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The Legend of the QWERTY Keyboard

In the 1860s, a politician, printer, newspaper man, and amateur inventor in Milwaukee by the name of Christopher Latham Sholes spent his free time developing various machines to make his businesses more efficient. One such invention was an early typewriter, which he developed with Samuel W. Soulé, James Densmore, and Carlos Glidden, and first patented in 1868. The earliest typewriter keyboard resembled a piano and was built with an alphabetical arrangement of 28 keys. The team surely assumed it would be the most efficient arrangement. After all, anyone who used the keyboard would know immediately where to find each letter; hunting would be reduced, pecking would be increased. Why change things? This is where the origin of QWERTY gets a little foggy.

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New Space Toilets

NASA’s first new space potty in decades — a $23 million titanium toilet better suited for women — is getting a not-so-dry run at the International Space Station before eventually flying to the moon.

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Tsar Bomba – Unclassified Footage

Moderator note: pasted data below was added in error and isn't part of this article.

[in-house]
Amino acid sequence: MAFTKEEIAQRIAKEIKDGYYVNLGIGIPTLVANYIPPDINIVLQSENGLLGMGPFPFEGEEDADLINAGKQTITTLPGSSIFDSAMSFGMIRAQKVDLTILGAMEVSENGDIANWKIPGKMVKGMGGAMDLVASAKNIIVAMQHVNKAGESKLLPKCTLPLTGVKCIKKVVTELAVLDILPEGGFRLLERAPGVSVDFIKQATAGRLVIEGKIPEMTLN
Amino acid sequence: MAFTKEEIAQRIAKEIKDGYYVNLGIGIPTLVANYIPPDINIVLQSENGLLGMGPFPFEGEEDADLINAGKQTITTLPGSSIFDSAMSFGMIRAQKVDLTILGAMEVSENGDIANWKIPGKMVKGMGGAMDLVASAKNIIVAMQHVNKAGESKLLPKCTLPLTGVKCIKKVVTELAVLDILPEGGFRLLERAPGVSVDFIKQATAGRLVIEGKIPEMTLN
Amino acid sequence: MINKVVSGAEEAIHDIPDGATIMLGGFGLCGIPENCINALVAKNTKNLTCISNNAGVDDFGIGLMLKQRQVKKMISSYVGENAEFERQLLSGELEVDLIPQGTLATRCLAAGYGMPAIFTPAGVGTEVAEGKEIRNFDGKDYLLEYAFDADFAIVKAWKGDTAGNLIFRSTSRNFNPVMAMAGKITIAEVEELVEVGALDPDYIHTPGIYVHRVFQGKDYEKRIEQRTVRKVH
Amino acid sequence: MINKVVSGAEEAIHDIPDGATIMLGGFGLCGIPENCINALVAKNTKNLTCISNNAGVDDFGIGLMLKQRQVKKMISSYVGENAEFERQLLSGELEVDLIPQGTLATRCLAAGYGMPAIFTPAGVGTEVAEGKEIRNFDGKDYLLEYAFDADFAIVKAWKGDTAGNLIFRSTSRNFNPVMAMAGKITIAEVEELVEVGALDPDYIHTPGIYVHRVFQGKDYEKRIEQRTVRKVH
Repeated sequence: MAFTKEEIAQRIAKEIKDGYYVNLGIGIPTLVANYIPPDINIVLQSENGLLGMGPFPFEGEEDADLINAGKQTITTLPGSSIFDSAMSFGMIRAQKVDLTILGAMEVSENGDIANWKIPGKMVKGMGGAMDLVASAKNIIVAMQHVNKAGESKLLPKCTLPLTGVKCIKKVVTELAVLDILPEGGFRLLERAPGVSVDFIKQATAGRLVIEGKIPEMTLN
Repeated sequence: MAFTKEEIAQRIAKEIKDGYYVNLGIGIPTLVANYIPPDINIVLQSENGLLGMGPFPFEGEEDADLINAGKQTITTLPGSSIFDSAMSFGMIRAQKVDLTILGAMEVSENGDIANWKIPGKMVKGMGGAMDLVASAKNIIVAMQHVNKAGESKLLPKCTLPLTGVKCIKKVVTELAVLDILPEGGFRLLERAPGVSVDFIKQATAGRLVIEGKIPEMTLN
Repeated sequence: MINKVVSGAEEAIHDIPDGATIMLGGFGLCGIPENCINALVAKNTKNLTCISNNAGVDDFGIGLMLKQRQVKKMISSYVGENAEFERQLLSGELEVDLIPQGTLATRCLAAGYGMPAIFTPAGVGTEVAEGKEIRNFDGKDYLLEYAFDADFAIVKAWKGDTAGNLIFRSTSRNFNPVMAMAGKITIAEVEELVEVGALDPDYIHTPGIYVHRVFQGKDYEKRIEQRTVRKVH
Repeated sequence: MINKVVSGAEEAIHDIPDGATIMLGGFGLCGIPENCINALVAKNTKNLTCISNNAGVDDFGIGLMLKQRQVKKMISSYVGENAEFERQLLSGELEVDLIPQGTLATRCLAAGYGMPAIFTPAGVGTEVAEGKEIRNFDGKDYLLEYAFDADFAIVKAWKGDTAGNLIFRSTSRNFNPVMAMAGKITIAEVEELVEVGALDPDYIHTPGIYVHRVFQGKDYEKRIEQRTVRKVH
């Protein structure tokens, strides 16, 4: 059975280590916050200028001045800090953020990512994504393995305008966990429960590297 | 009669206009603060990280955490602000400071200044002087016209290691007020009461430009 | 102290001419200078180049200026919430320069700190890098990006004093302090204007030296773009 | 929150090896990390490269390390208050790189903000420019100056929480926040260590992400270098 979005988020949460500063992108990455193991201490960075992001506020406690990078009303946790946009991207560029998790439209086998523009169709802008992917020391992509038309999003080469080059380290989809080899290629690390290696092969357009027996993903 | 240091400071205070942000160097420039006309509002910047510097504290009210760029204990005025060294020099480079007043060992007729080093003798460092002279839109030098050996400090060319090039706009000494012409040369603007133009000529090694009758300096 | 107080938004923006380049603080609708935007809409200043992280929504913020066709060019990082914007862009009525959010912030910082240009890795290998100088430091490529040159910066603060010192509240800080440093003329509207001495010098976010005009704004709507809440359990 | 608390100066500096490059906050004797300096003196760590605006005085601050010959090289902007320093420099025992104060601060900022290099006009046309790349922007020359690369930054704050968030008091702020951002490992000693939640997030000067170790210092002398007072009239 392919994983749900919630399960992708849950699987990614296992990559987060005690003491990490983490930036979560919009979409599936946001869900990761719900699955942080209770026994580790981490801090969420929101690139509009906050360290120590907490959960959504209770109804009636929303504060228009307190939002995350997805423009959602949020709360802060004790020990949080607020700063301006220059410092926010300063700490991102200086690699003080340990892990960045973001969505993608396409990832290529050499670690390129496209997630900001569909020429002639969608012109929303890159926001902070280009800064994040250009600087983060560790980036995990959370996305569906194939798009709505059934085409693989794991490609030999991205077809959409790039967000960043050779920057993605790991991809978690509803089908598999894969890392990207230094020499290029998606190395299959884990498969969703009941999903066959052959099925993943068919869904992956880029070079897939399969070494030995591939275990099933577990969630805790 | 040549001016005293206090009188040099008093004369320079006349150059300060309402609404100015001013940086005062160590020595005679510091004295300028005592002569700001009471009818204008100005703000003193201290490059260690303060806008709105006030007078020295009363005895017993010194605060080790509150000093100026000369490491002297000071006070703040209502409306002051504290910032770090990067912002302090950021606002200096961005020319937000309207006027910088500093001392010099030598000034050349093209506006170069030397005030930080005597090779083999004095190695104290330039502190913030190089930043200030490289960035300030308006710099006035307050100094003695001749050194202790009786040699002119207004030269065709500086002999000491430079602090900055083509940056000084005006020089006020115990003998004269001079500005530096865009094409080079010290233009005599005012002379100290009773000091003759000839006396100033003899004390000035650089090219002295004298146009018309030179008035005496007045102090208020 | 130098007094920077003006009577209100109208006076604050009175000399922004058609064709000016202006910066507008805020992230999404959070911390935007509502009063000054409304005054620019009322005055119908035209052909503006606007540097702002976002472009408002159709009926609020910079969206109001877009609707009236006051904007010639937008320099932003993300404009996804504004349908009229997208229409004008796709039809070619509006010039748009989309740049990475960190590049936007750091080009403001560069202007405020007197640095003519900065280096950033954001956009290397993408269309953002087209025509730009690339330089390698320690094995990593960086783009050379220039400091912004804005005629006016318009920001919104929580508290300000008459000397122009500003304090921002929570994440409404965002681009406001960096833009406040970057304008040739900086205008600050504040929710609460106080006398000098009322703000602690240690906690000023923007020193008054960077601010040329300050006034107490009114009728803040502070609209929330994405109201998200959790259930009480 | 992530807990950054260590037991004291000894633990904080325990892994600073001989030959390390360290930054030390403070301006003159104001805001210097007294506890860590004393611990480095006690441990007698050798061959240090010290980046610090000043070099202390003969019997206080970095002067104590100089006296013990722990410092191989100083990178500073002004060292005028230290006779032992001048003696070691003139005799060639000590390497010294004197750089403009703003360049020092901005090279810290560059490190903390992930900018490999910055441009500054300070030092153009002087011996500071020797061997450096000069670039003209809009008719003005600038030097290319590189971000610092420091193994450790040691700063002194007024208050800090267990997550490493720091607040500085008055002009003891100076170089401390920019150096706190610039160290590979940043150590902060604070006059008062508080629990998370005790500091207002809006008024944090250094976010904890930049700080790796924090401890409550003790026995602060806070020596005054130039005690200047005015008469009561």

Rosatom has released previously classified footage of the largest bomb to ever be detonated, Tsar Bomba.

With a yield of 50 megatons (50 million tons), equal to around 3,800 Hiroshima bombs, the weapon was set off over Novaya Zemlya on October 30, 1961

https://thebarentsobserver.com/en/security/2020/08/rosatom-releases-previously-classified-documentary-video-50-mt-novaya-zemlya-test

Tip: YouTube’s auto-translated captions do a great job turning it into english.

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The second shuttle launch (STS-27) after the Challenger disaster almost ended in disaster.

One report describes the crew as “infuriated” that Mission Control seemed unconcerned. When Commander Gibson saw the damage he thought to himself, “We are going to die”, and did not believe that the shuttle would survive reentry; if instruments indicated that the shuttle was disintegrating, he planned to “tell mission control what I thought of their analysis” in the remaining seconds before his death.

The shuttle Atlantis actually sustained more damage than what would bring down Columbia in 2003. The Top Secret payload (a surveillance satellite for the US DOD) meant that communication with the ground was done using a slower method of encryption which could have resulted in lower quality images for analysis (eg. higher compression for faster transmission over a slow line).